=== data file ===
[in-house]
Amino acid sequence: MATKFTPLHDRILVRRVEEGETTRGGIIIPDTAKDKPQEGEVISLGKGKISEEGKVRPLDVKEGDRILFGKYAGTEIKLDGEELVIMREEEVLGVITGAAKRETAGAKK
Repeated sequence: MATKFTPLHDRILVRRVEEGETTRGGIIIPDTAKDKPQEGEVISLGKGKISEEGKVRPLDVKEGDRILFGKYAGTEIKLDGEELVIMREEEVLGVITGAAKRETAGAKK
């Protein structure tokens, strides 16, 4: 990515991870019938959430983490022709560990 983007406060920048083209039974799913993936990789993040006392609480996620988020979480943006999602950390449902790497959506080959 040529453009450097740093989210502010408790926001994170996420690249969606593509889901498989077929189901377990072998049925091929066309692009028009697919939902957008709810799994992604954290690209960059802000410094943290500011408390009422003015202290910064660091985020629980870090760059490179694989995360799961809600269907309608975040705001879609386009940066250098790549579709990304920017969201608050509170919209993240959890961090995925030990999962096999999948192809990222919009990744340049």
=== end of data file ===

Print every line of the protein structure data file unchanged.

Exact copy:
[in-house]
Amino acid sequence: MATKFTPLHDRILVRRVEEGETTRGGIIIPDTAKDKPQEGEVISLGKGKISEEGKVRPLDVKEGDRILFGKYAGTEIKLDGEELVIMREEEVLGVITGAAKRETAGAKK
Repeated sequence: MATKFTPLHDRILVRRVEEGETTRGGIIIPDTAKDKPQEGEVISLGKGKISEEGKVRPLDVKEGDRILFGKYAGTEIKLDGEELVIMREEEVLGVITGAAKRETAGAKK
């Protein structure tokens, strides 16, 4: 990515991870019938959430983490022709560990 983007406060920048083209039974799913993936990789993040006392609480996620988020979480943006999602950390449902790497959506080959 040529453009450097740093989210502010408790926001994170996420690249969606593509889901498989077929189901377990072998049925091929066309692009028009697919939902957008709810799994992604954290690209960059802000410094943290500011408390009422003015202290910064660091985020629980870090760059490179694989995360799961809600269907309608975040705001879609386009940066250098790549579709990304920017969201608050509170919209993240959890961090995925030990999962096999999948192809990222919009990744340049």